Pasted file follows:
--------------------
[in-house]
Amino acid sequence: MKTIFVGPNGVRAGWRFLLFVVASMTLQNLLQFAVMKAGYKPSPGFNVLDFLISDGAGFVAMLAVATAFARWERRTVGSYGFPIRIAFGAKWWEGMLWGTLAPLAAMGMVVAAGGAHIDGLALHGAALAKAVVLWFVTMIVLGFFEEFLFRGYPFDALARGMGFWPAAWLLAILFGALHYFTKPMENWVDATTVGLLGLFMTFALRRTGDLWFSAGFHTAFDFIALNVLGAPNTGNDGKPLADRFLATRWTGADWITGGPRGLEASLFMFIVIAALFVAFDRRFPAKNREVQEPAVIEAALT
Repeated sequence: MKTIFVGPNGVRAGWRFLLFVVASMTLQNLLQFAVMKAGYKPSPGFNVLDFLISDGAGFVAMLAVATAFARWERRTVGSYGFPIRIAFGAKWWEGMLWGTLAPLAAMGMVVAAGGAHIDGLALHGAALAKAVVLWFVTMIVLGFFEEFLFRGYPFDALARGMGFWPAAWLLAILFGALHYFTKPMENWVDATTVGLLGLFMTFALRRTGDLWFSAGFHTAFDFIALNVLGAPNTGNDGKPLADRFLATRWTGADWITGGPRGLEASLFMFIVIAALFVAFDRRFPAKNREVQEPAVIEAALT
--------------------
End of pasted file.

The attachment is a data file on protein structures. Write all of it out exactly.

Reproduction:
[in-house]
Amino acid sequence: MKTIFVGPNGVRAGWRFLLFVVASMTLQNLLQFAVMKAGYKPSPGFNVLDFLISDGAGFVAMLAVATAFARWERRTVGSYGFPIRIAFGAKWWEGMLWGTLAPLAAMGMVVAAGGAHIDGLALHGAALAKAVVLWFVTMIVLGFFEEFLFRGYPFDALARGMGFWPAAWLLAILFGALHYFTKPMENWVDATTVGLLGLFMTFALRRTGDLWFSAGFHTAFDFIALNVLGAPNTGNDGKPLADRFLATRWTGADWITGGPRGLEASLFMFIVIAALFVAFDRRFPAKNREVQEPAVIEAALT
Repeated sequence: MKTIFVGPNGVRAGWRFLLFVVASMTLQNLLQFAVMKAGYKPSPGFNVLDFLISDGAGFVAMLAVATAFARWERRTVGSYGFPIRIAFGAKWWEGMLWGTLAPLAAMGMVVAAGGAHIDGLALHGAALAKAVVLWFVTMIVLGFFEEFLFRGYPFDALARGMGFWPAAWLLAILFGALHYFTKPMENWVDATTVGLLGLFMTFALRRTGDLWFSAGFHTAFDFIALNVLGAPNTGNDGKPLADRFLATRWTGADWITGGPRGLEASLFMFIVIAALFVAFDRRFPAKNREVQEPAVIEAALT